Life in a World without Microbes
According to Louis Pasteur, “Life would not long remain possible in the absence of microbes.” Or would it? In a new Perspective, Jack Gilbert and Josh Neufeld explore the challenges of a microbe-free existence. In doing so they hope to promote discussion about the value of microbial services supporting life on this planet. They explore the human gut microbiome, the scenario of a world without Bacteria and Archaea, and conclude with the implications of a world without all microbes, including microbial eukaryotes and viruses.
Parasitism Drives the Evolution of Complexity
It is obvious to any observer that evolution often proceeds towards increasing complexity. But when and why is greater complexity favoured? One hypothesis is that antagonistic coevolution between hosts and parasites drives this process by promoting evolutionary ‘arms races.’ As it would be incredibly difficult to examine this kind of evolution using conventional experiments, instead Luis Zaman, Charles Ofria & colleagues used the digital evolution of self-replicating computer programs in a scenario where hosts and parasites compete for processing power; their results show that coevolution promotes complexity and evolvability. Note that PLOS Biology featured a paper using a related digital evolution approach back in May
Smellyvision – Mice Perceive Odours with a Resolution of 13 Milliseconds
Different odours evoke different spatial patterns of activity in the odour-processing regions of the brain. For example, the timing of neuronal activity in a brain region called the olfactory bulb, relative to when an animal sniffs, conveys important information about odours. In a study published this week in PLOS Biology, Michelle Rebello, Justus Verhagen and collaborators provide evidence that the mammalian olfactory system is capable of very high rates of transmission of transient information. Using an innovative optogenetics approach, they found that mice can precisely discriminate virtual “odour movies” associated with patterns of neuronal activity that differed by as little as 13 ms. Read more in the synopsis.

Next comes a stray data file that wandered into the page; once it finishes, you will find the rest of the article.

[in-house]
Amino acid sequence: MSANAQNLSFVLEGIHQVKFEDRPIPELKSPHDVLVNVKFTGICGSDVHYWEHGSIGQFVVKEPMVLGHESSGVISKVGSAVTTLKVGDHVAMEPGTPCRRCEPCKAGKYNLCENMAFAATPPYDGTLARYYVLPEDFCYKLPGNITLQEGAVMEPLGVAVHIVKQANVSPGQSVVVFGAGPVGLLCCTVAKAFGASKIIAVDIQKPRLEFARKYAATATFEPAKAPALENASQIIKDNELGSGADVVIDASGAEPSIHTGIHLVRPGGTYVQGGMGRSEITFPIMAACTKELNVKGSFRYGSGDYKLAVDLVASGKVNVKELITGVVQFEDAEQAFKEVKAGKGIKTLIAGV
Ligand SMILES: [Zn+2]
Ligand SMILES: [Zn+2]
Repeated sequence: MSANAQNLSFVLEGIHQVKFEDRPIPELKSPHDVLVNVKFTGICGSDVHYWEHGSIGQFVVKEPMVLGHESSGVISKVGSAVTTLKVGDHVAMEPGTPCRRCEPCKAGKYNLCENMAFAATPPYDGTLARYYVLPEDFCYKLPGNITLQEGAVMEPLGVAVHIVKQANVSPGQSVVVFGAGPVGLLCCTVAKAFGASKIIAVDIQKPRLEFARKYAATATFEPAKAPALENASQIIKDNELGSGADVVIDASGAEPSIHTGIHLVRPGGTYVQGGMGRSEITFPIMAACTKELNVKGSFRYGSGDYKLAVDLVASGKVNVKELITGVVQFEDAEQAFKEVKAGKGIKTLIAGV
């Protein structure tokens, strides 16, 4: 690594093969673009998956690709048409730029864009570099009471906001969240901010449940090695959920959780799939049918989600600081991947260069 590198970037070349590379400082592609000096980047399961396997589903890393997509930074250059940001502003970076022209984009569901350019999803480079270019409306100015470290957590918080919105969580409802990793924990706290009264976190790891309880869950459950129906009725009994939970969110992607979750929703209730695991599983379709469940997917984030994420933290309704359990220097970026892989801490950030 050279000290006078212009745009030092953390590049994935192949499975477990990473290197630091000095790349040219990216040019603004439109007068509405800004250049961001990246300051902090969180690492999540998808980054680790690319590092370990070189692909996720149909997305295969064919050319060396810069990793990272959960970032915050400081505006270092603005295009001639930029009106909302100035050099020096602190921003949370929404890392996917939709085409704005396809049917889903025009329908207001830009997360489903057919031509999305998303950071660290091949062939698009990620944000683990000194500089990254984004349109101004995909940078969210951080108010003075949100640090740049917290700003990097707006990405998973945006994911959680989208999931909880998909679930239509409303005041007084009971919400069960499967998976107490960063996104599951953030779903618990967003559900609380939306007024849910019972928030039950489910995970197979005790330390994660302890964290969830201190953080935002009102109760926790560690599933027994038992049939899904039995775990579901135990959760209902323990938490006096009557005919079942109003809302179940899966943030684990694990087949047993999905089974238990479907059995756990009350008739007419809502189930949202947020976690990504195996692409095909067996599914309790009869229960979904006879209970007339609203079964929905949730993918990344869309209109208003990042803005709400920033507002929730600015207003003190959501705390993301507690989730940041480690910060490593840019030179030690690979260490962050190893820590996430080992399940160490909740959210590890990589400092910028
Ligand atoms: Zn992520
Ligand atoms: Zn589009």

Viral DNA-Packing Machine in the Corner
Chuan Hong, Wah Chiu & colleagues have used cryo-electronmicroscopy and modelling to tease apart how PRD1, a dsDNA membrane-containing virus, packages its genome. They characterise a unique vertex of this icosahedral virus, identifying the structure and function of a complex of proteins that forms a DNA-packaging motor and a transmembrane conduit which together serve to fill the viral particle with its genome. Check out the following stunning movies:
Movie S1: http://youtu.be/6daQvMfUnAw
Movie S2: http://youtu.be/g554Q0kCYzI
Movie S3: http://youtu.be/WhzvuL9lgTw